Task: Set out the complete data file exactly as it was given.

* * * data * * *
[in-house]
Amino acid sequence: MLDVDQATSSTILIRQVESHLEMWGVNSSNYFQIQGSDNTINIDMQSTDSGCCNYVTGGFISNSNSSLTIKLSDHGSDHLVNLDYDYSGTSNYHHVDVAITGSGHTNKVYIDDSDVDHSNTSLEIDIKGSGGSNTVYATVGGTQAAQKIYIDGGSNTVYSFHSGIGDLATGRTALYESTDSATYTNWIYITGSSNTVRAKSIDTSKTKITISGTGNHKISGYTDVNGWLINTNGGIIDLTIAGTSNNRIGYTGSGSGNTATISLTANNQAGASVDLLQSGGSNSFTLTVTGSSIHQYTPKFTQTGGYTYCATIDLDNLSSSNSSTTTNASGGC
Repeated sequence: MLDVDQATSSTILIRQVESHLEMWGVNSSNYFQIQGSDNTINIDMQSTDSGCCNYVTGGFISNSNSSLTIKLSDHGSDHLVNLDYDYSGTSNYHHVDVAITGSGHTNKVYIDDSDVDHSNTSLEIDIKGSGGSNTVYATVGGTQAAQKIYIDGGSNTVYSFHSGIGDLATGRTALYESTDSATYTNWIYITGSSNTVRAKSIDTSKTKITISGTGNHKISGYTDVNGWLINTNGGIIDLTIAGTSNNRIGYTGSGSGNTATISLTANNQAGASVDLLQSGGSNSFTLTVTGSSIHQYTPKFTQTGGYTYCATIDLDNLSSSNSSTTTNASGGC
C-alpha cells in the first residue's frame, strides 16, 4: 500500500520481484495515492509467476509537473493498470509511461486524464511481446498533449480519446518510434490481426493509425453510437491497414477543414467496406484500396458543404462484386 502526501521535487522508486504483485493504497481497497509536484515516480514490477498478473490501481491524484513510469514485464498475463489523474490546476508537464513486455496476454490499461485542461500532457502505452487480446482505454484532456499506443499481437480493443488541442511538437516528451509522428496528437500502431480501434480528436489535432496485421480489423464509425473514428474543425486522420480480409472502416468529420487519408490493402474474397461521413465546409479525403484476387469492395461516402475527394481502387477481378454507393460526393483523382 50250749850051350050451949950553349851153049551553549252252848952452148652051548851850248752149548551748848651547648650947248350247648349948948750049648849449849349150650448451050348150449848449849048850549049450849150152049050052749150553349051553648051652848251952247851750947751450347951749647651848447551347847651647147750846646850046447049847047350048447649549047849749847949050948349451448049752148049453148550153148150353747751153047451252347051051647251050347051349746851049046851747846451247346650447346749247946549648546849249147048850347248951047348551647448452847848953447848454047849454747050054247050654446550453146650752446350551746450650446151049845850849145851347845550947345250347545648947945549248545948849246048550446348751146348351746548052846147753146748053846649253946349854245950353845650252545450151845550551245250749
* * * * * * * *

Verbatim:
[in-house]
Amino acid sequence: MLDVDQATSSTILIRQVESHLEMWGVNSSNYFQIQGSDNTINIDMQSTDSGCCNYVTGGFISNSNSSLTIKLSDHGSDHLVNLDYDYSGTSNYHHVDVAITGSGHTNKVYIDDSDVDHSNTSLEIDIKGSGGSNTVYATVGGTQAAQKIYIDGGSNTVYSFHSGIGDLATGRTALYESTDSATYTNWIYITGSSNTVRAKSIDTSKTKITISGTGNHKISGYTDVNGWLINTNGGIIDLTIAGTSNNRIGYTGSGSGNTATISLTANNQAGASVDLLQSGGSNSFTLTVTGSSIHQYTPKFTQTGGYTYCATIDLDNLSSSNSSTTTNASGGC
Repeated sequence: MLDVDQATSSTILIRQVESHLEMWGVNSSNYFQIQGSDNTINIDMQSTDSGCCNYVTGGFISNSNSSLTIKLSDHGSDHLVNLDYDYSGTSNYHHVDVAITGSGHTNKVYIDDSDVDHSNTSLEIDIKGSGGSNTVYATVGGTQAAQKIYIDGGSNTVYSFHSGIGDLATGRTALYESTDSATYTNWIYITGSSNTVRAKSIDTSKTKITISGTGNHKISGYTDVNGWLINTNGGIIDLTIAGTSNNRIGYTGSGSGNTATISLTANNQAGASVDLLQSGGSNSFTLTVTGSSIHQYTPKFTQTGGYTYCATIDLDNLSSSNSSTTTNASGGC
C-alpha cells in the first residue's frame, strides 16, 4: 500500500520481484495515492509467476509537473493498470509511461486524464511481446498533449480519446518510434490481426493509425453510437491497414477543414467496406484500396458543404462484386 502526501521535487522508486504483485493504497481497497509536484515516480514490477498478473490501481491524484513510469514485464498475463489523474490546476508537464513486455496476454490499461485542461500532457502505452487480446482505454484532456499506443499481437480493443488541442511538437516528451509522428496528437500502431480501434480528436489535432496485421480489423464509425473514428474543425486522420480480409472502416468529420487519408490493402474474397461521413465546409479525403484476387469492395461516402475527394481502387477481378454507393460526393483523382 50250749850051350050451949950553349851153049551553549252252848952452148652051548851850248752149548551748848651547648650947248350247648349948948750049648849449849349150650448451050348150449848449849048850549049450849150152049050052749150553349051553648051652848251952247851750947751450347951749647651848447551347847651647147750846646850046447049847047350048447649549047849749847949050948349451448049752148049453148550153148150353747751153047451252347051051647251050347051349746851049046851747846451247346650447346749247946549648546849249147048850347248951047348551647448452847848953447848454047849454747050054247050654446550453146650752446350551746450650446151049845850849145851347845550947345250347545648947945549248545948849246048550446348751146348351746548052846147753146748053846649253946349854245950353845650252545450151845550551245250749